corksBut this is how I know that California pinot is not dead yet. La Pitchoune. Somewhere in Sonoma there are some pinot grapes that are being painstakingly grown, patiently cared for and allowed to do their thing in what can only be described as a sort of subservience to the magic of the grape. Andrew Berge isn’t making wine as much as he is growing grapes. And more importantly, he is allowing them to become some of the best pinot noir being made on the west coast. Not because it closely resembles a classic red Burgundy (although it does), but because it DOESN’T resemble anything else but a pinot noir. There is no jam. There is no oak tree. There is no nose-hair-singeing ABV. There is only sexy, earthy, softly curved but beautifully edged pinot. Charles Bukowski wrote, “She may be mad but she’s magic. There’s no lie in her fire.” That woman that comes along once in your lifetime, if you’re lucky, and drives you absolutely batshit crazy at times but also exudes more intoxicating character and beauty than you’ve ever experienced before in one person before? That’s pinot. More specifically, that’s the pinot being made at La Pitchoune.

{ 7 comments }

beer_taps2Those that have been watching the growth of the craft beer/microbrewery movement this last decade with a diligent eye know that Big Brewing has done its best to steal back at least a portion of what it’s lost to the little guys—mostly by screwing with the less-than-diligent consumer. The A-B family of brands now includes lines like Green Valley Brewing Company (the name Anheuser-Bush makes no appearance on those bottle labels), Stella Artois and Kirin Ichiban (no, Kirin is not an import if you are American), as well as having their hands stuck in the cookie jars of Red Hook Brewing, Goose Island Brewery and Alexander Keith’s “Nova Scotia Style”.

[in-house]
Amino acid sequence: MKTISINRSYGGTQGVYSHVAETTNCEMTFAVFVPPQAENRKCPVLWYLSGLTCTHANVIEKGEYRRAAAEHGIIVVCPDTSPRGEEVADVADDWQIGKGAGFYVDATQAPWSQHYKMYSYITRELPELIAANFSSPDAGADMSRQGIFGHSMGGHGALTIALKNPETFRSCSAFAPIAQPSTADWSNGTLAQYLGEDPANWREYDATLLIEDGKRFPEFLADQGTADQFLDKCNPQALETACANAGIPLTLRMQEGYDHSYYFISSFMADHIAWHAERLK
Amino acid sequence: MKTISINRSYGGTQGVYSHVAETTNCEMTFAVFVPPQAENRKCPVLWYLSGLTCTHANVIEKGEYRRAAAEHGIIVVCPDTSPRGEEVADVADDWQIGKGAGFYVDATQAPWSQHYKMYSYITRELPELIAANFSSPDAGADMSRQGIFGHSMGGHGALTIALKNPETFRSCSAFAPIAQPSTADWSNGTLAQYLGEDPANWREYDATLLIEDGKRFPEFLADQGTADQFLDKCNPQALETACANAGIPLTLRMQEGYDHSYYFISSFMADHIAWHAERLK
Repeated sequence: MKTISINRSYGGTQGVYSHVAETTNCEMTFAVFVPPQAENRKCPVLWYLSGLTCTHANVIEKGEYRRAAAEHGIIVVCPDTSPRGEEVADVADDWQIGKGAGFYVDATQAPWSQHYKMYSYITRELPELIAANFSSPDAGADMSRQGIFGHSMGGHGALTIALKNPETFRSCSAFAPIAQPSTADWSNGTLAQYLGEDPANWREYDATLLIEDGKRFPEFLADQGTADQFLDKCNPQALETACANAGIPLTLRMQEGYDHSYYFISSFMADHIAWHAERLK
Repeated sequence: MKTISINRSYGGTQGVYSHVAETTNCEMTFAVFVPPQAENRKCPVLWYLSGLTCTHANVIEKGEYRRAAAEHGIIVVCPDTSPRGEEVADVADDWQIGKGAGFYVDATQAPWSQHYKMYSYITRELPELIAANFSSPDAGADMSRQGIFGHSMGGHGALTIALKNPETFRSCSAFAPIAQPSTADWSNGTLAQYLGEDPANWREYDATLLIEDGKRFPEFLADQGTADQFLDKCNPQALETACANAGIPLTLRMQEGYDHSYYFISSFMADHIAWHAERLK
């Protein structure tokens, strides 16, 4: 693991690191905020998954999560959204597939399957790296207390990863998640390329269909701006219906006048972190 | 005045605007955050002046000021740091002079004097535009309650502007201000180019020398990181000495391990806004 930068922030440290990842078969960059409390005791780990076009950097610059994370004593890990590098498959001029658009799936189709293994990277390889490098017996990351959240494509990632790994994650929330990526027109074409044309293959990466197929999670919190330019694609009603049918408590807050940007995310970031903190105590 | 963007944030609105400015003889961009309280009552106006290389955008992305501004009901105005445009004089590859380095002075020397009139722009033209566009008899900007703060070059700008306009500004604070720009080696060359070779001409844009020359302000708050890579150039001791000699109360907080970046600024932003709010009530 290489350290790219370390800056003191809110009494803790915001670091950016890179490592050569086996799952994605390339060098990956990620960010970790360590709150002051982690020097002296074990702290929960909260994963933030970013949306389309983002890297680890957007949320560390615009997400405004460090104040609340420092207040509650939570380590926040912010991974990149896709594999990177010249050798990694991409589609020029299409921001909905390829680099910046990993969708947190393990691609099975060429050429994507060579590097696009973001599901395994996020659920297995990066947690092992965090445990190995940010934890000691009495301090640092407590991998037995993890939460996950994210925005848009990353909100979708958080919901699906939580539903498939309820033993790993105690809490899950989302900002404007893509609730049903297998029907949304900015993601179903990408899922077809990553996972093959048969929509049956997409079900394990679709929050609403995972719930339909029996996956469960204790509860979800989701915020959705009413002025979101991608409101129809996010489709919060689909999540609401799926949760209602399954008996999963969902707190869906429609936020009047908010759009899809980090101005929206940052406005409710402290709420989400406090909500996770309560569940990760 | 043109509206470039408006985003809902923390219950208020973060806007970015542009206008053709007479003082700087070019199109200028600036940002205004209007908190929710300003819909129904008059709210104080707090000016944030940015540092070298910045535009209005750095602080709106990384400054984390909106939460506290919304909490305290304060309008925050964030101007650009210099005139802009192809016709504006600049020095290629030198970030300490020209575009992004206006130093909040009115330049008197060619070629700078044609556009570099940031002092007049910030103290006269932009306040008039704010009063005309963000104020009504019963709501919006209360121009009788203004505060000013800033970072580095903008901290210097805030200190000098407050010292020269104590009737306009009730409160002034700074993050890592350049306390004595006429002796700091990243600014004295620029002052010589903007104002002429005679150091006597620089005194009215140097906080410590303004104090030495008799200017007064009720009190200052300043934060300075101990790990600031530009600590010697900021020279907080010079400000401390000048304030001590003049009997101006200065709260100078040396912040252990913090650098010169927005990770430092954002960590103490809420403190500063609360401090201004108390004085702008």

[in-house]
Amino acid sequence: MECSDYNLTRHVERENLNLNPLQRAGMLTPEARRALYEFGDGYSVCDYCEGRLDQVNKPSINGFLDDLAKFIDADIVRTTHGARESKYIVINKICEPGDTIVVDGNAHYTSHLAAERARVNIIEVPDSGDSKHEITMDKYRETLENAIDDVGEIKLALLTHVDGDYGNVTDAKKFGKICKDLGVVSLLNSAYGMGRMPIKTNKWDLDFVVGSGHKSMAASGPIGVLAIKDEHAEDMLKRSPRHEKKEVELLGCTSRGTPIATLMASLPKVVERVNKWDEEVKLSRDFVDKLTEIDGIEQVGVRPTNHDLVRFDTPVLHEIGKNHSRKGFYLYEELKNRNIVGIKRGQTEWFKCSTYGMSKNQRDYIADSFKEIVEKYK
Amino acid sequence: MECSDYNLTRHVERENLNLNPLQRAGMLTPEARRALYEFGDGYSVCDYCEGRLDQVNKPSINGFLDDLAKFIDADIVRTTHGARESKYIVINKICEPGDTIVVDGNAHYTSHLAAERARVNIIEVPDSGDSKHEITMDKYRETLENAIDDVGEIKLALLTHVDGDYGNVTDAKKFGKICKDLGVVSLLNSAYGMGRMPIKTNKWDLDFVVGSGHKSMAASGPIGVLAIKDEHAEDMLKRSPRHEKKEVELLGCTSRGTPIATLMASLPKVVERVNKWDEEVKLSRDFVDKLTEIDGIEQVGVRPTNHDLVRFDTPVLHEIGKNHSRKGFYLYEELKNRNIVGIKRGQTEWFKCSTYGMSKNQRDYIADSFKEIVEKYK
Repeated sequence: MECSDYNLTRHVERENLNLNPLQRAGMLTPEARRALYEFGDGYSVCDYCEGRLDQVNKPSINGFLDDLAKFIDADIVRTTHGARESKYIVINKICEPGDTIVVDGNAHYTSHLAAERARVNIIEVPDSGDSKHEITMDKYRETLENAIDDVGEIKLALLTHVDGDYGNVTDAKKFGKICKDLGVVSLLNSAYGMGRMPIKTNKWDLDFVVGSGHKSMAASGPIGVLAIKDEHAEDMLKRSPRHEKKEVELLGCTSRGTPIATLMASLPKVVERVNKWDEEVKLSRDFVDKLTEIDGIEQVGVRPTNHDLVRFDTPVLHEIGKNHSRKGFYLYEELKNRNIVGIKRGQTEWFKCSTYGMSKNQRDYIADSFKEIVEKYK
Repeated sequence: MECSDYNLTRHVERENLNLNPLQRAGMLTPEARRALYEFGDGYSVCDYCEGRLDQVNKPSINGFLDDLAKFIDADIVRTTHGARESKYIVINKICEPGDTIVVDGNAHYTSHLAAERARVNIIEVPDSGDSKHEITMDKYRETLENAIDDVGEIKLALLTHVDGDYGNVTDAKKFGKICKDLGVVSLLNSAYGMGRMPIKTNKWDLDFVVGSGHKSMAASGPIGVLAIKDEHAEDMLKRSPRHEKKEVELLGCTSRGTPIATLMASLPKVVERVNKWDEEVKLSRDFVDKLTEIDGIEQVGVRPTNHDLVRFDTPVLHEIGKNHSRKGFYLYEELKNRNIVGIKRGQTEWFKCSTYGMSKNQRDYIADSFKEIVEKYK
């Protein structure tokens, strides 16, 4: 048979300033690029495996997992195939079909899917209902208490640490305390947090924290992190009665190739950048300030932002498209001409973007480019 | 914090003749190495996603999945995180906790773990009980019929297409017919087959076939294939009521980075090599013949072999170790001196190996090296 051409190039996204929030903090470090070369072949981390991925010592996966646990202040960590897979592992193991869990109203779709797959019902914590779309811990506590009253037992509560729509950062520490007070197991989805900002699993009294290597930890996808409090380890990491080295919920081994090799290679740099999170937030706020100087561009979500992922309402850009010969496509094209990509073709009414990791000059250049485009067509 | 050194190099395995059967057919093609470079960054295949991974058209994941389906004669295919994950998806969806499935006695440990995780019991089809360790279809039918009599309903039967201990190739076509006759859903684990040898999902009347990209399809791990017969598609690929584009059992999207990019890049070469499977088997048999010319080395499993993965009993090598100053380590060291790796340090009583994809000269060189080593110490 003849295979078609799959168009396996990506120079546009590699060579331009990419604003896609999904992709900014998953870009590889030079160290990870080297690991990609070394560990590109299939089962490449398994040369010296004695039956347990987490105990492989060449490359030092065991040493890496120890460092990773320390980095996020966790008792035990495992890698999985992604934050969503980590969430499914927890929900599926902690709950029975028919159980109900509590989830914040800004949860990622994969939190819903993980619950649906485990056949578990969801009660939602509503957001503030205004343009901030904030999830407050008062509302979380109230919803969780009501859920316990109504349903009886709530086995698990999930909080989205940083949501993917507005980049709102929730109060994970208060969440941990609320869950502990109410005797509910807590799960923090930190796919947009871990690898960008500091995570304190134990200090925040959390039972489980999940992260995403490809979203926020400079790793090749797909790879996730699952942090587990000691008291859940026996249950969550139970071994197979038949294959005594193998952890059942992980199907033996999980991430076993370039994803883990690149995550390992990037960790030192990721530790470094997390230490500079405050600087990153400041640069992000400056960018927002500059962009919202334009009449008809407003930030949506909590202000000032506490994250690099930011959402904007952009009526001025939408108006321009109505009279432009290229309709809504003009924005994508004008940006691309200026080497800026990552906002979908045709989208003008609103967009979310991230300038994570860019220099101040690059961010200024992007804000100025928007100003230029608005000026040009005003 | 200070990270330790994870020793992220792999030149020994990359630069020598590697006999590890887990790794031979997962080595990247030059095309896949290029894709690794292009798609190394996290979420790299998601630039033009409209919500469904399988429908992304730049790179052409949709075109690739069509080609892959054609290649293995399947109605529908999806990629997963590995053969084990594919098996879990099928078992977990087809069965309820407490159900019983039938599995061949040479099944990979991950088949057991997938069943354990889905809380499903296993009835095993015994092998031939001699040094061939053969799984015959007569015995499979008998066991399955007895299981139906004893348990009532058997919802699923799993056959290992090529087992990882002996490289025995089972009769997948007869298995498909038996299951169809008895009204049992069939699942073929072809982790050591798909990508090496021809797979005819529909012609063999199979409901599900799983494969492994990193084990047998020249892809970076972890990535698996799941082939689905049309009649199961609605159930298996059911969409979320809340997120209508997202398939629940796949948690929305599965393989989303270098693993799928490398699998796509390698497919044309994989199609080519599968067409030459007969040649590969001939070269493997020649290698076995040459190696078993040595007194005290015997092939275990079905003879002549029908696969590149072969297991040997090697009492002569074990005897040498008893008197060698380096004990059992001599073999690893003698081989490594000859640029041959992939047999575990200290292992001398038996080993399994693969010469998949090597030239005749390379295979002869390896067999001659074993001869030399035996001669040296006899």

With about 3000 breweries in the US now producing tens of thousands of beers, fighting successfully for tap space in bars is about as easy as luring an order of nuns into a gang bang. Of course, there will always be bars that prefer stocking the piss-water that non-demanding customers can chug on the cheap. The places where Shock Top and Blue Moon are viewed as craft offerings. The places where the beer is served ice cold so you can’t tell how shitty it actually tastes. The places where, if forced to patronize, I order a bourbon. And while we’d like to believe that other, more discriminating “craft beer bars” opt for local, seasonal and small-scale brews whenever possible, the reality isn’t always as romantic as the fairytale.